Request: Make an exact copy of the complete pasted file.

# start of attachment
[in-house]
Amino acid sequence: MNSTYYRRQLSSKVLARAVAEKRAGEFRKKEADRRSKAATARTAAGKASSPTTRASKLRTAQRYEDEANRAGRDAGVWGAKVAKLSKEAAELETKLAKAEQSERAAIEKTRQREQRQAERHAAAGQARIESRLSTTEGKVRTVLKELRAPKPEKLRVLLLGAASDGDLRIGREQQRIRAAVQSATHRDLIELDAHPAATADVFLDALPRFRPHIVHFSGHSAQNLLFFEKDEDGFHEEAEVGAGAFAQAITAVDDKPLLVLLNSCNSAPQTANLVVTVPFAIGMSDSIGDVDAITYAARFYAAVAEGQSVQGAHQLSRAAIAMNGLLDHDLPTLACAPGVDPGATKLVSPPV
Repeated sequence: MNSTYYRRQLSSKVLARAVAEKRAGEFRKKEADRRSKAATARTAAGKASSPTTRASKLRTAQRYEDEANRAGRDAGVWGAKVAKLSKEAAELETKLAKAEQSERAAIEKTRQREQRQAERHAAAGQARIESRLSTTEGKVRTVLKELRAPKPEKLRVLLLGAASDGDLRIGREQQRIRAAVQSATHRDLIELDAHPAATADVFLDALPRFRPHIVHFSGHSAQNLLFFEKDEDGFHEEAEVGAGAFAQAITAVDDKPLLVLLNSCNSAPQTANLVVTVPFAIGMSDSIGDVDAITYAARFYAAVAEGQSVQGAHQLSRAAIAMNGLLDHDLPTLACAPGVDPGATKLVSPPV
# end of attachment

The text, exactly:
[in-house]
Amino acid sequence: MNSTYYRRQLSSKVLARAVAEKRAGEFRKKEADRRSKAATARTAAGKASSPTTRASKLRTAQRYEDEANRAGRDAGVWGAKVAKLSKEAAELETKLAKAEQSERAAIEKTRQREQRQAERHAAAGQARIESRLSTTEGKVRTVLKELRAPKPEKLRVLLLGAASDGDLRIGREQQRIRAAVQSATHRDLIELDAHPAATADVFLDALPRFRPHIVHFSGHSAQNLLFFEKDEDGFHEEAEVGAGAFAQAITAVDDKPLLVLLNSCNSAPQTANLVVTVPFAIGMSDSIGDVDAITYAARFYAAVAEGQSVQGAHQLSRAAIAMNGLLDHDLPTLACAPGVDPGATKLVSPPV
Repeated sequence: MNSTYYRRQLSSKVLARAVAEKRAGEFRKKEADRRSKAATARTAAGKASSPTTRASKLRTAQRYEDEANRAGRDAGVWGAKVAKLSKEAAELETKLAKAEQSERAAIEKTRQREQRQAERHAAAGQARIESRLSTTEGKVRTVLKELRAPKPEKLRVLLLGAASDGDLRIGREQQRIRAAVQSATHRDLIELDAHPAATADVFLDALPRFRPHIVHFSGHSAQNLLFFEKDEDGFHEEAEVGAGAFAQAITAVDDKPLLVLLNSCNSAPQTANLVVTVPFAIGMSDSIGDVDAITYAARFYAAVAEGQSVQGAHQLSRAAIAMNGLLDHDLPTLACAPGVDPGATKLVSPPV